One of my roommates and I went down to the front desk to ask for access, and that’s when we were told to contact our RAs. Even when we contacted our RAs, there was confusion about how to access the request form. One of our RAs told us to go directly to the ResLife office until our other RA sent us the form link.
Besides our lack of knowledge as to how to get access to the all-gender bathroom in the first place — even though Housing did acknowledge us by placing us in front of it — the people who should’ve known how to get us access simply did not. When my roommate and I went to the front desk after receiving our emails confirming that our key cards were ready, there was — like in the case of our RAs — initial confusion from the people working at the front desk. And once again, if you lose your key card to the all-gender bathroom, you have to get lucky as to whether or not the people working at the front desk know how to replace it.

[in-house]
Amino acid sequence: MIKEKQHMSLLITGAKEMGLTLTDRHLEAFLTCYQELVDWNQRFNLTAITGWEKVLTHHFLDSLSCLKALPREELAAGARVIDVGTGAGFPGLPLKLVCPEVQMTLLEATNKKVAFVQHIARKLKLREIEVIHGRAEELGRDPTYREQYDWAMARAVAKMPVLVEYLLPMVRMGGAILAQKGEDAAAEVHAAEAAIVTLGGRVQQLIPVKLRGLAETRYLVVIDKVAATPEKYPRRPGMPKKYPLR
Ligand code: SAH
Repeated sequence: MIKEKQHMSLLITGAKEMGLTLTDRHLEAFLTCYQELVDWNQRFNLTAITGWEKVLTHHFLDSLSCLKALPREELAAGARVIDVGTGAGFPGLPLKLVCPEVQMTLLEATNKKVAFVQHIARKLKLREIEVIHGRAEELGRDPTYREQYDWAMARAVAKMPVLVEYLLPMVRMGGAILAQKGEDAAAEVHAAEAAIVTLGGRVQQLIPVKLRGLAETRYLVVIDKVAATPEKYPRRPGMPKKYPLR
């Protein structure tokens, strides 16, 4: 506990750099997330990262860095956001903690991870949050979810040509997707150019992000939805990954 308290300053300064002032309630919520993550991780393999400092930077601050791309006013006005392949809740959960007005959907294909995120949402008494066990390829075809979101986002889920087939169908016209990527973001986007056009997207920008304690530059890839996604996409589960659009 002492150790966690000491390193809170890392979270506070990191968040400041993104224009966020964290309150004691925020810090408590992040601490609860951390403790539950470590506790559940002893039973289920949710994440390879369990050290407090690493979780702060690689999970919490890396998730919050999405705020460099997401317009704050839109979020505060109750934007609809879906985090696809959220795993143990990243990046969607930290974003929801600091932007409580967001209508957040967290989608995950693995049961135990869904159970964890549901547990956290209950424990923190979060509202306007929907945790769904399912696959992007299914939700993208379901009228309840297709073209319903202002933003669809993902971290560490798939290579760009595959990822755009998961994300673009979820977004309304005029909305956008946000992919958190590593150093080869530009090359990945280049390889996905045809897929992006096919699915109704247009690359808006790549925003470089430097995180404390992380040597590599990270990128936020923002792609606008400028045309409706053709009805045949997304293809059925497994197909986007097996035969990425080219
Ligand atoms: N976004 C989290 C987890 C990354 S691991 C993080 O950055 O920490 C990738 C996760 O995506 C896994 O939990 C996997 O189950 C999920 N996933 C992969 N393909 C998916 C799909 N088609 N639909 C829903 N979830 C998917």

Beyond the difficulty and inequity in accessing the all-gender bathroom, the UC guidelines for gender-inclusive facilities seem to only extend to publicly accessible restrooms. The guidelines explicitly state that they cover “each UC facility and restroom, except for facilities located within private residences or apartments, and within dormitory suites.” As a result, not all floors of a given residence hall with gendered communal bathrooms are guaranteed to have an all-gender bathroom.
It’s true, though, that while the lack of an all-gender bathroom on each floor with gendered communal bathrooms represents inequity in access, it could be argued that it isn’t an issue when considering that UCLA’s population of nonbinary undergraduate students is 1% according to UCLA’s Facts and Figures; this “1%” is mysteriously unlabeled and instead comes from the difference of the sum of the proportion of undergraduate students that identified as male and female. Considering the small population, there likely aren’t enough nonbinary students living on the Hill that would cause a shortage of all-gender bathrooms.
Even still, the inaccessibility of the all-gender bathroom itself undermines UCLA’s efforts toward inclusion, equity, and accessibility. This serves as a point of disconnect between the desire for a diverse student body and meaningful inclusion, even while UCLA acknowledges, “One aspect of creating an inclusive environment is the availability of safe, accessible, and convenient facilities for all individuals,” in Policy 890.